As soon as you get your real estate license, you can become a residential or commercial agent. However, that isn’t the only opportunity available to you. There are several exciting possibilities for you to explore that may or may not need further certification or education on your part.
A real estate license can help you become a broker, appraiser, and even a lawyer. If you have great people skills and marketability, your opportunities in the real estate sector are endless.
Real Estate Agent Overview
A real estate agent is a licensed professional that arranges residential and commercial real estate transactions. An agent puts buyers and sellers together and acts as their representative and negotiator for the length of the process. Agents are also responsible for admin work.
The day-to-day operations of an agent depend on whether they’re working from home or in an office, but they’ll typically update and manage their own social media page and website. Agents will create promotional material, a marketing and budget plan, and build their client network.
According to the Bureau of Labor Statistics, the job outlook for real estate agents is 4%, and the median pay ranges from $49,040 to $51,220. The amount you make changes significantly depending on your commission rate and the amount of high-cost houses you sell.
What to Expect From a Real Estate Agent Program
To become a real estate agent, you must get a real estate license. The prerequisites involved in getting your license depend on the state you live in, but you’ll typically have to be 18-19, a permanent U.S. resident (with an SSN), and have a high school diploma or GED.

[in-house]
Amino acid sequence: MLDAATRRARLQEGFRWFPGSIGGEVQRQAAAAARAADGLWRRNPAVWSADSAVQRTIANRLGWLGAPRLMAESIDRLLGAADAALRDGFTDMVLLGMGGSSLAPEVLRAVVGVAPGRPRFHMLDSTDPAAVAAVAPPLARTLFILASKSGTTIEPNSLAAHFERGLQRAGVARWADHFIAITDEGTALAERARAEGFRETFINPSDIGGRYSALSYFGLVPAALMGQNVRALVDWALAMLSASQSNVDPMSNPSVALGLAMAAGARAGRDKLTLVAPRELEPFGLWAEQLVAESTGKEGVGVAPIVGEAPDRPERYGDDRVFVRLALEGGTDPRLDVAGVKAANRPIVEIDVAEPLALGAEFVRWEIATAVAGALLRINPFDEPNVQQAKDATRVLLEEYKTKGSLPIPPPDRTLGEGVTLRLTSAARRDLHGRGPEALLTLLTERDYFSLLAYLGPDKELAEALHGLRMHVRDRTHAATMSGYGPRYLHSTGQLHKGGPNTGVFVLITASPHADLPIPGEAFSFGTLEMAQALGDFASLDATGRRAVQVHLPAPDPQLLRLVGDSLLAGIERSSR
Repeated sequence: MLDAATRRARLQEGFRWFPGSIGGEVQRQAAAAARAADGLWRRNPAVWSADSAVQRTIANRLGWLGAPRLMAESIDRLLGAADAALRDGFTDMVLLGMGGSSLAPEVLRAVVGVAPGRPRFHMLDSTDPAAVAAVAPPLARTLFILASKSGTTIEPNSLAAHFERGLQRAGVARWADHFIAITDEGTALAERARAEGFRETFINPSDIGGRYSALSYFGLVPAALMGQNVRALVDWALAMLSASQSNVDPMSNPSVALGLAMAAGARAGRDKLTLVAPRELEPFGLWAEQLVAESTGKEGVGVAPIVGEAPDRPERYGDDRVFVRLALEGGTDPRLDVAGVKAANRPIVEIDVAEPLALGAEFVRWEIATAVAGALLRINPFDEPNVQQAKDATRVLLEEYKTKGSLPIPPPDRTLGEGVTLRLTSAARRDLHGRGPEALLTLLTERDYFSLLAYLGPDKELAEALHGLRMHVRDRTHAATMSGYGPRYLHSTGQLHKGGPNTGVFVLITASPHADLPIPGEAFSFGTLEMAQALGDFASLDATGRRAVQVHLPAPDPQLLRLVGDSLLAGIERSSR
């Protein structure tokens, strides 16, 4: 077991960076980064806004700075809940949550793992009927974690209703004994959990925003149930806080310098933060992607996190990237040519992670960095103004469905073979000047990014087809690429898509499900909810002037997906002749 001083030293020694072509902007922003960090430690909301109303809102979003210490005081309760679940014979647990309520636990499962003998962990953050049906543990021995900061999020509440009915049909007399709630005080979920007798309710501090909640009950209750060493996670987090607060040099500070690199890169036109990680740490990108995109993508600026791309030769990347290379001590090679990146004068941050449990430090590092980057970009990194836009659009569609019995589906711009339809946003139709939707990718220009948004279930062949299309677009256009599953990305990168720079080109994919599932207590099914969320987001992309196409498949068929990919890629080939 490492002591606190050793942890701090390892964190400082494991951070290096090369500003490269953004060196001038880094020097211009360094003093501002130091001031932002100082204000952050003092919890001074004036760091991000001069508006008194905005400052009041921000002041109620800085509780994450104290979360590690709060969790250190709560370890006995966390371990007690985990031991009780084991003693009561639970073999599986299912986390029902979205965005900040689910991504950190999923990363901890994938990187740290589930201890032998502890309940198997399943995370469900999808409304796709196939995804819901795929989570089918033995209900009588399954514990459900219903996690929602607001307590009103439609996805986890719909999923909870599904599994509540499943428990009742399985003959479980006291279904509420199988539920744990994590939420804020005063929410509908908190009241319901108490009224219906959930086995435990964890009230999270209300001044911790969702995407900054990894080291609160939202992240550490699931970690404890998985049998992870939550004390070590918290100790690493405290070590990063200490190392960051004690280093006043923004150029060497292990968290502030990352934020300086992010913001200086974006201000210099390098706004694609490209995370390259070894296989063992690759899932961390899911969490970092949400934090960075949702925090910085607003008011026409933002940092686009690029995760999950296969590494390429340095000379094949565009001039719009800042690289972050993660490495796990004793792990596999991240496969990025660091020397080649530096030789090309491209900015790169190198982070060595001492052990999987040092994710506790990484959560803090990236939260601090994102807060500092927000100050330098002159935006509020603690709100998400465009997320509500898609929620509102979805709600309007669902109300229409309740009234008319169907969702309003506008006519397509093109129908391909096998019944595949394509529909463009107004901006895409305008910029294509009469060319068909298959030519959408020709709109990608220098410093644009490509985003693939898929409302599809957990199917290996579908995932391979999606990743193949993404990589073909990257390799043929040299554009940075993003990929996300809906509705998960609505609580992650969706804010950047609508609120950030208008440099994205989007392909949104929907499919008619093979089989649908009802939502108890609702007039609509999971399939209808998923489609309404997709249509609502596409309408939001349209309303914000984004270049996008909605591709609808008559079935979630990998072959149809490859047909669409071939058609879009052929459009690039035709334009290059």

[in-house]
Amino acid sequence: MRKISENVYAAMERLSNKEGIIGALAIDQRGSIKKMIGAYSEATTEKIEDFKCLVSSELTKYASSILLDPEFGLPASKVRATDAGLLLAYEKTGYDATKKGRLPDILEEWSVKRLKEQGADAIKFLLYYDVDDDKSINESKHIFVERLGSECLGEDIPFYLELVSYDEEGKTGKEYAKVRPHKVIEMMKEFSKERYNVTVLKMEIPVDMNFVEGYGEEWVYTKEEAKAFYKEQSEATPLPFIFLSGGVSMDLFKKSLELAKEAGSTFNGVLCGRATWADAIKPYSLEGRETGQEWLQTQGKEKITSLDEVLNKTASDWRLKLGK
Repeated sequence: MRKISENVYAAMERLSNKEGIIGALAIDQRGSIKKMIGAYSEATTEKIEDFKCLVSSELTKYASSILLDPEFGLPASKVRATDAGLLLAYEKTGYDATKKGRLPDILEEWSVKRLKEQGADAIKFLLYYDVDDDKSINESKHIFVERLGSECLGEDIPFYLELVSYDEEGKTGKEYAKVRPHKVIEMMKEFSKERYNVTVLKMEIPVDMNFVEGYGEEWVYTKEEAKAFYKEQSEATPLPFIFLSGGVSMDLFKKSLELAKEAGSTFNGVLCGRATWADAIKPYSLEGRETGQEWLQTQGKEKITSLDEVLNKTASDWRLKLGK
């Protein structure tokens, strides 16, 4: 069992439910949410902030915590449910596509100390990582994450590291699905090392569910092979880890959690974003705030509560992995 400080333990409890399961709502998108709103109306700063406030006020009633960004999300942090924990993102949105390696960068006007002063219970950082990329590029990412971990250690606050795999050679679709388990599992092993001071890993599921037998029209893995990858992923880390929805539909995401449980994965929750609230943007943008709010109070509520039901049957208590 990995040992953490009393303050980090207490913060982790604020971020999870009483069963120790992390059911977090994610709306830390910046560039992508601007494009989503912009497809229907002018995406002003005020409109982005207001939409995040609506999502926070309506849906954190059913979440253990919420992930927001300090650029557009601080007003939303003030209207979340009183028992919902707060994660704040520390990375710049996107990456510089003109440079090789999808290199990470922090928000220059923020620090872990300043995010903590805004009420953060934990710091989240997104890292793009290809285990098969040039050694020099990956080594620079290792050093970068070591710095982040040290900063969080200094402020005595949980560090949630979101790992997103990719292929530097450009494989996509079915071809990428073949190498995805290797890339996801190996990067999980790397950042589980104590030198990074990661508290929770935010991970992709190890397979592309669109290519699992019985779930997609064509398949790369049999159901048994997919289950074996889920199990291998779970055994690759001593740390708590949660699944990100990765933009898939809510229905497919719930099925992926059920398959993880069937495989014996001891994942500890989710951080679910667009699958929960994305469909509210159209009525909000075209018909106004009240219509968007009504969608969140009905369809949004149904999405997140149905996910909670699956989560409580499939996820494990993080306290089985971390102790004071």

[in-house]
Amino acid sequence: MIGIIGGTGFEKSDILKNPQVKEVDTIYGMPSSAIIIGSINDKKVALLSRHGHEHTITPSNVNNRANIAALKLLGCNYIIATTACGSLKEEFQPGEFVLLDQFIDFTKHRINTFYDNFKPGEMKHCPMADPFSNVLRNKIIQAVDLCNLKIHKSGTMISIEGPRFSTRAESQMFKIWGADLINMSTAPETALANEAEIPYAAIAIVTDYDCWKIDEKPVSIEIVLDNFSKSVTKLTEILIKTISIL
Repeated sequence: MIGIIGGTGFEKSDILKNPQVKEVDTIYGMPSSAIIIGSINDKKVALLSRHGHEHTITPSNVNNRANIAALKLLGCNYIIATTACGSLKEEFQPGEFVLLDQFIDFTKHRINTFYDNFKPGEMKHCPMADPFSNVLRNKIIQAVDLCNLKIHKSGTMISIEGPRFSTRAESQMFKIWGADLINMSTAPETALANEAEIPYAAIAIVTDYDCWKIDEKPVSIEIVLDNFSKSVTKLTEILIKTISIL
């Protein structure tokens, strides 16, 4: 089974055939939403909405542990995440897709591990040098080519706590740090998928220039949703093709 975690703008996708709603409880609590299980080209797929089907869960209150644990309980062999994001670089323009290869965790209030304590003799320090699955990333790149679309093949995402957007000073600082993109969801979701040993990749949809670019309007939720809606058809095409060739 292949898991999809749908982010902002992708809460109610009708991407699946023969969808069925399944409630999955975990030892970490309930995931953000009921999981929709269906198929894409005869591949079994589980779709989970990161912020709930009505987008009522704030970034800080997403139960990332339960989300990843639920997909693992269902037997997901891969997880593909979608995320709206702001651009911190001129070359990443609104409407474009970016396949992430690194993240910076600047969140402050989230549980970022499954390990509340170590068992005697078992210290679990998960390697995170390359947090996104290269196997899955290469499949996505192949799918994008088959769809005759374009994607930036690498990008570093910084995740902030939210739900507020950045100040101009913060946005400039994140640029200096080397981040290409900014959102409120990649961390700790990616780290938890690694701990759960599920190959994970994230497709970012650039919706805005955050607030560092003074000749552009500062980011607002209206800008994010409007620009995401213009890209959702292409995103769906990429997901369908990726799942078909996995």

Next, you need to pass a pre-licensing course. The length of these courses is also reliant on the state you live in. For example, an Illinois online real estate school requires 60 hours, but it also requires participants to take the remaining 15 hours via classroom, webinar, or distance education.
There are several online and in-person real estate course options, but it’s necessary to go to a respected school that’s approved and recognized by your state’s department of regulation. In Illinois, for example, this would be the Illinois Department of Financial and Professional Regulation (DFPR).
After receiving your education, you can apply to take the exam. Again, a passing grade is different in every state, but you can retake the exam several times until you pass.
Before sending off your application, you’ll need to be sponsored by a broker. Take your time finding the right sponsor because they’ll affect your real estate education. Once the broker feels you’re ready to get your license, the broker will sign off on your paperwork.
In less than a week, you should receive a copy of your real estate license. This gives you the ability to sell real estate. You may need to renew your license every couple of years.
Skills Real Estate Agents Have Gained
There are several in-demand real estate agent skills, like the following:
- Hard skills: Networking, business administration, area knowledge, marketing, basic to advanced tech knowledge, negotiation, architecture, real estate law
- Soft skills: Leadership, empathy, attention to detail, a strong work ethic, confidence, a receptive attitude, a positive outlook, ethics, integrity, problem-solving